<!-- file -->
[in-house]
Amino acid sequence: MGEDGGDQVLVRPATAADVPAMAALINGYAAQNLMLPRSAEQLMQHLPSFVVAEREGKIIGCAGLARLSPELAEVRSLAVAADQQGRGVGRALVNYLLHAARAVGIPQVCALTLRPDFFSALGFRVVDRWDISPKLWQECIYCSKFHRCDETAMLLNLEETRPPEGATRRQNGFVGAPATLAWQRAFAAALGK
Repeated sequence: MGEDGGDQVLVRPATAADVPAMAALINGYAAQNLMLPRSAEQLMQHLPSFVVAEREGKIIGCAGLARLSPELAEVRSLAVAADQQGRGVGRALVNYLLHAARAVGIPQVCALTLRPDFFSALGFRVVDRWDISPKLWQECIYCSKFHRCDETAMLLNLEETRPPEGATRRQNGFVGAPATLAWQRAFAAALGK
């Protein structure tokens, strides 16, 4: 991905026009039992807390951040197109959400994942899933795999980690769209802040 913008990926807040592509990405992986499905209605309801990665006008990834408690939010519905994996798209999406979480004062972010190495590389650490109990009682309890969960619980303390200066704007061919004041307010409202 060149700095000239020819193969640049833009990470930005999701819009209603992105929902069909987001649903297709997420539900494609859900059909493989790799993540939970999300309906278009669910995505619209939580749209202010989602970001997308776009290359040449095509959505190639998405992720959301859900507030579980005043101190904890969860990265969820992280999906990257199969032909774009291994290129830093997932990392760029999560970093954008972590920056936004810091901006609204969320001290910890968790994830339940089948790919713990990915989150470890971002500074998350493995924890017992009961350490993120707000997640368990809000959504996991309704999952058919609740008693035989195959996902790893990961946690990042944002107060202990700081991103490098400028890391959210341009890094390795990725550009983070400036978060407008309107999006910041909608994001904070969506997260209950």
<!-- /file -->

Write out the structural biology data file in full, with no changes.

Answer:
[in-house]
Amino acid sequence: MGEDGGDQVLVRPATAADVPAMAALINGYAAQNLMLPRSAEQLMQHLPSFVVAEREGKIIGCAGLARLSPELAEVRSLAVAADQQGRGVGRALVNYLLHAARAVGIPQVCALTLRPDFFSALGFRVVDRWDISPKLWQECIYCSKFHRCDETAMLLNLEETRPPEGATRRQNGFVGAPATLAWQRAFAAALGK
Repeated sequence: MGEDGGDQVLVRPATAADVPAMAALINGYAAQNLMLPRSAEQLMQHLPSFVVAEREGKIIGCAGLARLSPELAEVRSLAVAADQQGRGVGRALVNYLLHAARAVGIPQVCALTLRPDFFSALGFRVVDRWDISPKLWQECIYCSKFHRCDETAMLLNLEETRPPEGATRRQNGFVGAPATLAWQRAFAAALGK
């Protein structure tokens, strides 16, 4: 991905026009039992807390951040197109959400994942899933795999980690769209802040 913008990926807040592509990405992986499905209605309801990665006008990834408690939010519905994996798209999406979480004062972010190495590389650490109990009682309890969960619980303390200066704007061919004041307010409202 060149700095000239020819193969640049833009990470930005999701819009209603992105929902069909987001649903297709997420539900494609859900059909493989790799993540939970999300309906278009669910995505619209939580749209202010989602970001997308776009290359040449095509959505190639998405992720959301859900507030579980005043101190904890969860990265969820992280999906990257199969032909774009291994290129830093997932990392760029999560970093954008972590920056936004810091901006609204969320001290910890968790994830339940089948790919713990990915989150470890971002500074998350493995924890017992009961350490993120707000997640368990809000959504996991309704999952058919609740008693035989195959996902790893990961946690990042944002107060202990700081991103490098400028890391959210341009890094390795990725550009983070400036978060407008309107999006910041909608994001904070969506997260209950």